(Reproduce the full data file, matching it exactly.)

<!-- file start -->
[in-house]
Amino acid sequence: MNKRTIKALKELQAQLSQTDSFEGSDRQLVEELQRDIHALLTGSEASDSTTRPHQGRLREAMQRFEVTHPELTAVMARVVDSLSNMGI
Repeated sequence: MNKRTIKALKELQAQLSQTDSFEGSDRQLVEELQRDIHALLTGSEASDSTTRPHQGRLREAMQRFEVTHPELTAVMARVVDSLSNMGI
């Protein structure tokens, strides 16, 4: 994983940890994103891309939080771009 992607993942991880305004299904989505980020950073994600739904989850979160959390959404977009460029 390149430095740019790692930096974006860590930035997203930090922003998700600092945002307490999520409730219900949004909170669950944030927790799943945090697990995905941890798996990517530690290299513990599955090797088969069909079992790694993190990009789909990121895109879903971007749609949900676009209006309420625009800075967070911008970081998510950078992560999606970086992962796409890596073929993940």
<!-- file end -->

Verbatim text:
[in-house]
Amino acid sequence: MNKRTIKALKELQAQLSQTDSFEGSDRQLVEELQRDIHALLTGSEASDSTTRPHQGRLREAMQRFEVTHPELTAVMARVVDSLSNMGI
Repeated sequence: MNKRTIKALKELQAQLSQTDSFEGSDRQLVEELQRDIHALLTGSEASDSTTRPHQGRLREAMQRFEVTHPELTAVMARVVDSLSNMGI
């Protein structure tokens, strides 16, 4: 994983940890994103891309939080771009 992607993942991880305004299904989505980020950073994600739904989850979160959390959404977009460029 390149430095740019790692930096974006860590930035997203930090922003998700600092945002307490999520409730219900949004909170669950944030927790799943945090697990995905941890798996990517530690290299513990599955090797088969069909079992790694993190990009789909990121895109879903971007749609949900676009209006309420625009800075967070911008970081998510950078992560999606970086992962796409890596073929993940």